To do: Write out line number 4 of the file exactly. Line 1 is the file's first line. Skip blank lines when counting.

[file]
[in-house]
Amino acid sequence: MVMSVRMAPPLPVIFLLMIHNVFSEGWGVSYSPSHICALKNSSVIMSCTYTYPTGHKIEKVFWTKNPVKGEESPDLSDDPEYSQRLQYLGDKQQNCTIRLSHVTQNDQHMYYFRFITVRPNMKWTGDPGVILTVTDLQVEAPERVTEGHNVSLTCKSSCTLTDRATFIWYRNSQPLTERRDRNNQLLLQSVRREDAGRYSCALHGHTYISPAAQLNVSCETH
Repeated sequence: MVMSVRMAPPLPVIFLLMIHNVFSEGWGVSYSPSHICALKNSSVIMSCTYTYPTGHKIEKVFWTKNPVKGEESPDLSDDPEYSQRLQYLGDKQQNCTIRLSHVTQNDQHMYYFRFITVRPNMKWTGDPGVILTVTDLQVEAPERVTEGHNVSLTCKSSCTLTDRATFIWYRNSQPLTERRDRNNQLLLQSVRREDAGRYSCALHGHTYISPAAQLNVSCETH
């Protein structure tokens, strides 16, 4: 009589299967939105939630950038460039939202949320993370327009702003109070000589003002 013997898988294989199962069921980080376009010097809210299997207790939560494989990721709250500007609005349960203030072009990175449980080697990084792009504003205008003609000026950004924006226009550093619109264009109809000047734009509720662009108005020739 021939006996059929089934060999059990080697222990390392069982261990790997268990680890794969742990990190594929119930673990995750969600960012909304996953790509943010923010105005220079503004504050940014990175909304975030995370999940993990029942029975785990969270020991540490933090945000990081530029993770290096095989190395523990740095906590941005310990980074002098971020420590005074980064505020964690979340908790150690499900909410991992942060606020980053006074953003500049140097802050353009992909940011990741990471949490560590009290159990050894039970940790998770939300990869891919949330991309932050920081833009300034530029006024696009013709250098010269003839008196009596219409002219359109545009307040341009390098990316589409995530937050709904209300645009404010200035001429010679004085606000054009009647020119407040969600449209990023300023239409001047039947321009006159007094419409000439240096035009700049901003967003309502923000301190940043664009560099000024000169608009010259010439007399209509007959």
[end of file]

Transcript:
């Protein structure tokens, strides 16, 4: 009589299967939105939630950038460039939202949320993370327009702003109070000589003002 013997898988294989199962069921980080376009010097809210299997207790939560494989990721709250500007609005349960203030072009990175449980080697990084792009504003205008003609000026950004924006226009550093619109264009109809000047734009509720662009108005020739 021939006996059929089934060999059990080697222990390392069982261990790997268990680890794969742990990190594929119930673990995750969600960012909304996953790509943010923010105005220079503004504050940014990175909304975030995370999940993990029942029975785990969270020991540490933090945000990081530029993770290096095989190395523990740095906590941005310990980074002098971020420590005074980064505020964690979340908790150690499900909410991992942060606020980053006074953003500049140097802050353009992909940011990741990471949490560590009290159990050894039970940790998770939300990869891919949330991309932050920081833009300034530029006024696009013709250098010269003839008196009596219409002219359109545009307040341009390098990316589409995530937050709904209300645009404010200035001429010679004085606000054009009647020119407040969600449209990023300023239409001047039947321009006159007094419409000439240096035009700049901003967003309502923000301190940043664009560099000024000169608009010259010439007399209509007959």